Creators who are part of YouTube's Partner Program can monetize their videos with ads.
To apply, creators must have at least 1,000 subscribers and 4,000 hours of overall watch time.
Insider spoke with dozens of creators who shared how they got started making money on YouTube.
Creators on YouTube don't need hundreds of thousands of subscribers to start earning money, or to turn the gig into a lucrative side hustle.
To start earning money directly from YouTube, a creator must be a member of the YouTube Partner Program. To apply, creators must have at least 1,000 subscribers and 4,000 watch hours in the past year. Once accepted, creators can start monetizing their channels through ads filtered through Google's AdSense program, subscriptions, and channel memberships.
Aside from the Partner Program, creators can also qualify to receive a bonus between $100 and $10,000 a month for posting short-form videos from a $100 million Shorts Fund.
The most common way creators earn money directly from YouTube is through Google-placed ads. For instance, Jen Lauren, a creator who has 5,000 subscribers on YouTube, told Insider that in a recent month her channel made $213 from ads. (Read more about how Lauren makes money as a nano influencer.)
Some creators have specific strategies for getting into the Partner Program and for earning the most money from videos.
Amanda Wan, who has 8,500 YouTube subscribers, told Insider that she filmed longer videos, between 10 to 15 minutes long, to help reach the required watch hours. Wan lives in Canada, and she films video about her life as a college student. And YouTube creator Shelby Church (1.6 million subscribers) told Insider that she likes to include four ads on a single video that's over 10 minutes long, which helps increase her monthly revenue.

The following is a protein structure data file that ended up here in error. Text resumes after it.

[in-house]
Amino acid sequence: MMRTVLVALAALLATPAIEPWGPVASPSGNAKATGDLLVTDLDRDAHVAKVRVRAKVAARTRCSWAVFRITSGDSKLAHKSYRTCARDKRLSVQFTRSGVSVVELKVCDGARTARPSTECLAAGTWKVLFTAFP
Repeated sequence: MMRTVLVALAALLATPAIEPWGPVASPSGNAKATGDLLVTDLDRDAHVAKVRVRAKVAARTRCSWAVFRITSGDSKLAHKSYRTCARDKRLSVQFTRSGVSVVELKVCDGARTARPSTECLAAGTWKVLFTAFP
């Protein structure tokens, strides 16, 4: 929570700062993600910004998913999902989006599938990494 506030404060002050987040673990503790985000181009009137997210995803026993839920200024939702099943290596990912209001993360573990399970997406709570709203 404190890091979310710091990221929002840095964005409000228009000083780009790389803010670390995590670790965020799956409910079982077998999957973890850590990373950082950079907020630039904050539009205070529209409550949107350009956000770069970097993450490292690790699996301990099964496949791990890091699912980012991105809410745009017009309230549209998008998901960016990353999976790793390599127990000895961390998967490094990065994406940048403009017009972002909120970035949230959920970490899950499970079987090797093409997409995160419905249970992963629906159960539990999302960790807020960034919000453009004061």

Some of the different types of ads you can include in your YouTube video are:
Display ads appear on the upper right side of your video, above the video suggestions list.
Overlay ads appear as a banner within the lower portion of your video.
Bumper ads are non-skippable ads that must be watched by a viewer before your video. These ads last 6 seconds or less.
Sponsored cards display relevant video content within the right side of your video.
Mid-roll ads can be placed in videos over 10 minutes long. They can be both skippable and non-skippable ads. A creator can decide whether they want mid-roll ads to be auto-generated by YouTube or manually placed.
Once those ads start earning money, the creator will receive a check in the mail from YouTube after they have earned at least $100.
"I think my first paycheck was like $124," said Zoe Pritchard, who has 23,000 subscribers. "I was so excited. I went and bought a ring light with it."
Besides Google-placed ads, some nano influencers are also earning money from direct sponsorship deals with brands. Lauren shared the 3-page media kit that helped her land her first brand deal. She charges around $350 for an Instagram sponsorship (one in-feed post) or YouTube sponsorship (brand mention), and that price will vary depending on the scope of work, she said. (See Lauren's full media kit.)
Creators who earn money on YouTube must also keep in mind that they will need to pay taxes on any income they make from the platform.
So, how much money do creators make on YouTube?
For every 1,000 ad views, advertisers pay a certain rate to YouTube (CPM). YouTube then takes 45% and the creator gets the rest. YouTube's central monetization metric is called revenue per mille (RPM), which shows how much revenue a creator earns per every 1,000 views after YouTube's cut. Some subjects, like personal finance or cryptocurrency, can boost a creator's ad rate by attracting a lucrative audience.
Overall, Insider has spoken with dozens of YouTube creators, from under 2,000 subscribers to over 1.8 million, about how much money they make.
Here's our coverage of how much YouTuber creators earn monthly:
Read the original article on Business Insider